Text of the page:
The honor code of Texas A&M University reads, “An Aggie does not Lie, Cheat, or Steal, or tolerate those who do.”
Seems like something everybody can agree to, right? Well, it’s when you get down to the nitty-gritty specifics that people get divided. Does white nationalism count as lying, cheating, or stealing?
My university went a little bipolar last night. To be fair, it had been building up to a bipolar breakdown for several weeks, but it all spilled over last night. I was out walking my dog on campus and decided to take a few photos, and thought that a few of my readers might be interested in some on-the-ground journalism!
Let’s start from the beginning: A few weeks ago Richard Spencer was invited by an (as far as I can figure out) anonymous person to come speak at A&M, shortly after Donald Trump’s presidential victory. Richard Spencer is a white nationalist, and is also credited with creating the term “alt-right.”
As one can guess, this didn’t go over so well with a lot of people. There were calls from students and faculty to do something! Ban him from speaking, don’t let him on campus, move the speaking location away from the Memorial Student Center, anything! (Off topic: I think it was the white nationalist speaking at the MSC that irked a lot of people, as it functions as a memorial for Aggie soldiers, a lot of whom died fighting Nazis in WWII.)
Well, enough complaints and threats to protest got upstairs that A&M president Michael Young threw together a counter-event for people to attend. On the same night that Spencer was speaking, across the street in Kyle Field, people could come to “Aggies United.” This event was packed with musicians, speakers, and other artists. The event was designed, in part, to show that “Aggies are strongest when united.”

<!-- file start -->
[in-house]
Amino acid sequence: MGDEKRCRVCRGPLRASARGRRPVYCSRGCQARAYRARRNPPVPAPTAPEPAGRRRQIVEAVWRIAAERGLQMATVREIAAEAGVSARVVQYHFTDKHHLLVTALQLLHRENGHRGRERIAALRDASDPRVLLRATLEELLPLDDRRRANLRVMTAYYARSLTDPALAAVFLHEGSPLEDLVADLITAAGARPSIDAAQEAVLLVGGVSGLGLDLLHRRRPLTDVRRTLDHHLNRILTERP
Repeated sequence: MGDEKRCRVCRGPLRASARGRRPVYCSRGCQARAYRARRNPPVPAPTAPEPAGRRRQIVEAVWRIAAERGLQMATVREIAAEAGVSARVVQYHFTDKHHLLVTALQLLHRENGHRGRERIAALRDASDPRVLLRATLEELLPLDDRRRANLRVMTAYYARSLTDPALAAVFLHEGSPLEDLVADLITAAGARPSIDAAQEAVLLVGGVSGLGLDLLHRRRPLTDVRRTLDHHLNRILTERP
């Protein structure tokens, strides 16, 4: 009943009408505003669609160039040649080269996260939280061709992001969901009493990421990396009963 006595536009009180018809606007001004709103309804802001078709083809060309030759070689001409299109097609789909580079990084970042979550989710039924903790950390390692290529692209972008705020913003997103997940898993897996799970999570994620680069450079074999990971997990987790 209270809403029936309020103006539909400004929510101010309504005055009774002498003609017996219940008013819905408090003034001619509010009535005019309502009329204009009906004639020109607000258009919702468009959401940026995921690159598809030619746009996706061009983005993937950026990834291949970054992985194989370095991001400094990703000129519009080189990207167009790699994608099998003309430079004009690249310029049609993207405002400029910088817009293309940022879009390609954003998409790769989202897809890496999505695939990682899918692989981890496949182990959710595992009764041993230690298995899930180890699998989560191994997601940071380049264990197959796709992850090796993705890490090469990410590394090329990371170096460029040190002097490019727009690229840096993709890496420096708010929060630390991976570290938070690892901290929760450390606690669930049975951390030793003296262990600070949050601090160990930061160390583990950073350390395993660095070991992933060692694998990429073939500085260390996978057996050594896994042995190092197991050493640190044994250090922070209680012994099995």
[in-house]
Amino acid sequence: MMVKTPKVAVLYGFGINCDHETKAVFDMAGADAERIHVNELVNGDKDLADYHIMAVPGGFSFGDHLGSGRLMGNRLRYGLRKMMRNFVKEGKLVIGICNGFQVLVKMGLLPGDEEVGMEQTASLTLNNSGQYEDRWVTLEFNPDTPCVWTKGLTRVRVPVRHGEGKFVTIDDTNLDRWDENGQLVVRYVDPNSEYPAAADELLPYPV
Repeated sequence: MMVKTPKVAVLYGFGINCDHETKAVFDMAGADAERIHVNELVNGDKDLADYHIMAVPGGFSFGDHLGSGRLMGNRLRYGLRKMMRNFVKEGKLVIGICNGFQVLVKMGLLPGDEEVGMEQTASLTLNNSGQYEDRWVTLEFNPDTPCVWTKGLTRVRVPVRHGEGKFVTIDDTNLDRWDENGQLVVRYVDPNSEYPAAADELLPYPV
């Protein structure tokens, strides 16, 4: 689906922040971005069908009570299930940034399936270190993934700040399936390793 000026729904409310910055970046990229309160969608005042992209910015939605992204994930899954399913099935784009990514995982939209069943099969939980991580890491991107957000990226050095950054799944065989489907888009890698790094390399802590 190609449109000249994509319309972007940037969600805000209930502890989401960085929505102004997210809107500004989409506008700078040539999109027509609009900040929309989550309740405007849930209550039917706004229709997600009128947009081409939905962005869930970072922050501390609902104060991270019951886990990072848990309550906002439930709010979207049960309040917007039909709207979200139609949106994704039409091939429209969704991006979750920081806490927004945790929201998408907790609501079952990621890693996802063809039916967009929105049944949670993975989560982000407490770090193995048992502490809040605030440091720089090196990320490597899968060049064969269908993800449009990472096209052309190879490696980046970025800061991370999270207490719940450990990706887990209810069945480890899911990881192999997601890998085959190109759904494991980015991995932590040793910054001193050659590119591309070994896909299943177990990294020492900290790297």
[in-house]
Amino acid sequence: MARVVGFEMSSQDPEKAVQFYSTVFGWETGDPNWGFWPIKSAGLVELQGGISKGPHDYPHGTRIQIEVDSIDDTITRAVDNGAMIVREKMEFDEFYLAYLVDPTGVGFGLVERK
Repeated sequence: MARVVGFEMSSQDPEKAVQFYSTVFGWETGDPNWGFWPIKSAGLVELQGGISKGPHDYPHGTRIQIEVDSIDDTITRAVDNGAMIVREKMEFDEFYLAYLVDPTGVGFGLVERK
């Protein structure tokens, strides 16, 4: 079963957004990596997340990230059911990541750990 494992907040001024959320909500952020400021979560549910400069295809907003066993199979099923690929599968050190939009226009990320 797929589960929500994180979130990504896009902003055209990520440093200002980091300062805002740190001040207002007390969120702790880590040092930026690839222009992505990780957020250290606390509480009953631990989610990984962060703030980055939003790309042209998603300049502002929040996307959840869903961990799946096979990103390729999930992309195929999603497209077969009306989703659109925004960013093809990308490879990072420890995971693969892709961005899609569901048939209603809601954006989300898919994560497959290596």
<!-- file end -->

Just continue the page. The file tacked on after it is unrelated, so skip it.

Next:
Well, while lots of people went to “Aggies United,” there were hundreds more around the MSC protesting. There was a group protesting Richard Spencer speaking at the MSC. Then, out of the blue, came an organization calling itself the “European Aggies Alliance” that protested the protestors. The EAA espoused white separatist feelings similar to Spencer. Soon, there were protestors protesting the protestors protesting the protestors. Remember, everyone, “Aggies United!”
I got a few photos while I was walking my dog and watching the protests and counter protests from the sidelines.
My dog and I left after maybe sticking around for 30 minutes or so. Protests are fun to watch for a while, sure, but after a while the angry chants and the picket signs get repetitive.
What is there to learn from all of this? There’s probably an important lesson about the importance of standing up for what you believe is right, or allowing people to speak their minds even if their thoughts scare you. The only thing I learned, however, is if I ever become head of a university, and there’s a night of protestors and counter-protestors, I should really find a less ironic name for my event than “Aggies United.”